Phase 1 of the Bowes scheme is currently operating as a trial with formal consultation running concurrently and due to end in February. Depending on feedback received and after reviewing data relating to the effect on other roads, bus running times, emergency services and other considerations, the council may decide to abandon the scheme, to amend it, or to make it permanent. If amended, the trial and formal consultation period will be extended. A possible way of amending the scheme would be to change it around so that residents and visitors access the streets from the Bounds Green Road direction, rather than from the north.

More low traffic neighbourhoods in prospect

The press release also states that the further funding from TfL, anticipated at the start of the new financial year (April), will be prioritised for the Connaught Gardens quieter neighbourhood. Phase 1 of this scheme, a small one-way system in Palmers Green (Windsor Road, Osborne Road, Lightcliffe Road and New River Crescent) is currently being trialled.

The LTN would prevent drivers using Connaught Gdns area as a short cut

Initial engagement on phase 2 – which would prevent rat-running to the east of Green Lanes – has finished. Residents for the Connaught Gardens LTN, a group campaigning for implementation of the scheme, was set up last month and can be contacted at

New cycleways

The bulk of the new money allocated to Enfield will be spent on cycling infrastructure (low traffic neighbourhoods are far cheaper). There are two projects – more construction of cycle lanes along the A1010 (Ponders End High Street) and work on a cycleway linking Enfield Town and Ponders End. The original plan to put cycle lanes along Southbury Road has been abandoned and the cycleway will instead use streets further south.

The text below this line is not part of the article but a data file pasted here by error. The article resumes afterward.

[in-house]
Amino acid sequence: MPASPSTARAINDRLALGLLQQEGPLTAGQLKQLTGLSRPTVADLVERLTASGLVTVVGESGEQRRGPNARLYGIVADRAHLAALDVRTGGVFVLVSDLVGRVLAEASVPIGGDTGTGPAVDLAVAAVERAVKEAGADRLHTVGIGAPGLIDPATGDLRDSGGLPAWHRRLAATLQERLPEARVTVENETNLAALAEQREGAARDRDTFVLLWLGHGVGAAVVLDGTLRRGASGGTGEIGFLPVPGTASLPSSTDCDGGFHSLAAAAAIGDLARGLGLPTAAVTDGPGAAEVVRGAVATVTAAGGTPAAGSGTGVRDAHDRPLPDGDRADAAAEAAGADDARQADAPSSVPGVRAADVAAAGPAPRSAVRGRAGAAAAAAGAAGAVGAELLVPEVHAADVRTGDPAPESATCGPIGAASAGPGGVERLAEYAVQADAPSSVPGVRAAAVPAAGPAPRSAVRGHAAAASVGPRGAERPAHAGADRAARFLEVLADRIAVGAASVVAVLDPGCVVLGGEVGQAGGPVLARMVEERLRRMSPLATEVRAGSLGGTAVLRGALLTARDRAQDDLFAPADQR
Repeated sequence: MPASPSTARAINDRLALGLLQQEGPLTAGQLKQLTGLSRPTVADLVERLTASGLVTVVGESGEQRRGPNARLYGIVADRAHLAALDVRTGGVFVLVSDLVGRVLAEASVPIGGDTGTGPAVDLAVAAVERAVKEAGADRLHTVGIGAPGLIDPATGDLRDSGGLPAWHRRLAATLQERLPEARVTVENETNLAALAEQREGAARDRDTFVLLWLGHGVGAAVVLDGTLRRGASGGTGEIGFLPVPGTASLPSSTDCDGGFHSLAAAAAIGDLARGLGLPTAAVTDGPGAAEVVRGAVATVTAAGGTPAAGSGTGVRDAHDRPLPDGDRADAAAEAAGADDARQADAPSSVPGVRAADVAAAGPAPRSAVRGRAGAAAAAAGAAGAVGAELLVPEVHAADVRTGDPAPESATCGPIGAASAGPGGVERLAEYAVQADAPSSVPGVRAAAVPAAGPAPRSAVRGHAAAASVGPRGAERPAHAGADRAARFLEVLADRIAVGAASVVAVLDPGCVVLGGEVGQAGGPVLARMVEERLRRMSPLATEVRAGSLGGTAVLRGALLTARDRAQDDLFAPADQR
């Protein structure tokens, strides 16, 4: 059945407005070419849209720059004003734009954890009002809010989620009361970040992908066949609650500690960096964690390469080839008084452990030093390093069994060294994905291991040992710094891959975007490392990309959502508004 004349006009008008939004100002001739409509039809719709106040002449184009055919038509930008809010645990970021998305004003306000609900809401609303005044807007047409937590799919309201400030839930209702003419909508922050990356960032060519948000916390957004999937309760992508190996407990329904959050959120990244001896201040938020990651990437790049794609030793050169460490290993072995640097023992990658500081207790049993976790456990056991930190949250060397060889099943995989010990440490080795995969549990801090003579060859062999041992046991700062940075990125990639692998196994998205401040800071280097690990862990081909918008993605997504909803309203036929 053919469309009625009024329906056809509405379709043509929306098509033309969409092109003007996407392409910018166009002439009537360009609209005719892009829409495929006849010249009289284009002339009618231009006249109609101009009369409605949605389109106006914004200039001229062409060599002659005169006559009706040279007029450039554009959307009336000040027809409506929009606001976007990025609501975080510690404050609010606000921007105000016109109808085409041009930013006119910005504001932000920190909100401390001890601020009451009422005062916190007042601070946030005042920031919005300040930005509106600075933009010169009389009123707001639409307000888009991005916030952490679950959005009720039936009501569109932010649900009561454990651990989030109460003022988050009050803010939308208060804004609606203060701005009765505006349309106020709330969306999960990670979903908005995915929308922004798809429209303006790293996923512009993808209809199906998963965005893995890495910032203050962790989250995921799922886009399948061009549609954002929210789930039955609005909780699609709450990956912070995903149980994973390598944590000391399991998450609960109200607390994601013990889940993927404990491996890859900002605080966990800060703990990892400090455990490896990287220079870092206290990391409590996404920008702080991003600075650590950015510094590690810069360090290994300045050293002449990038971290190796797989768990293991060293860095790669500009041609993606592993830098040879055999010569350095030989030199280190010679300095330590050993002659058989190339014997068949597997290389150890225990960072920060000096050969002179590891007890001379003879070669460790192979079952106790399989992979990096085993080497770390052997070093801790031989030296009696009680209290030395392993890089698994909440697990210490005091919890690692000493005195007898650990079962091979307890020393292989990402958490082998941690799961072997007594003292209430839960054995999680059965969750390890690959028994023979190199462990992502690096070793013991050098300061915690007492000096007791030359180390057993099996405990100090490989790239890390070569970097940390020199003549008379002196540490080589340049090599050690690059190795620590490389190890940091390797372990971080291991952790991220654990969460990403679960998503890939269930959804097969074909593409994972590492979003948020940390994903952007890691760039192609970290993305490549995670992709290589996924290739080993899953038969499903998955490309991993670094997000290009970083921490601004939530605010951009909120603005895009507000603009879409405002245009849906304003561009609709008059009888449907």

Two further walking and cycling routes are currently being built. The first provides a link between the A1010 cycle lanes and the North Middlesex Hospital via Pymmes Park and will eventually join up with the Tottenham to Old Street section of Cycleway 1. The other, Angel Walk, runs between Edmonton Green and the new Meridian Water development.

Better streets for Enfield Town

This weekend is your last chance to comment on the council’s plans for Enfield Town centre as a Liveable Neighbourhood with funding from the Mayor. Please have your say by midnight on Sunday 15 November!

Continue reading

Emergency service access to LTNs

As the issue with emergency service access to low traffic neighbourhoods has been rumbling on for a few weeks now, we have asked for a formal response from the council. Councillor Ian Barnes has responded with the statement below. It puts in writing that the council have consulted with emergency services.

The council have previously told us that they would not progress with these schemes if the emergency services had any remaining concerns with the final design. If the council had gone ahead despite an objection from the emergency services, this would be easily discovered in a Freedom of information (FOI) request. Therefore as Better Streets for Enfield we have decided to put in an FOI to confirm this information.

A fuller statement from London Ambulance Service’s Khadir Meer is here: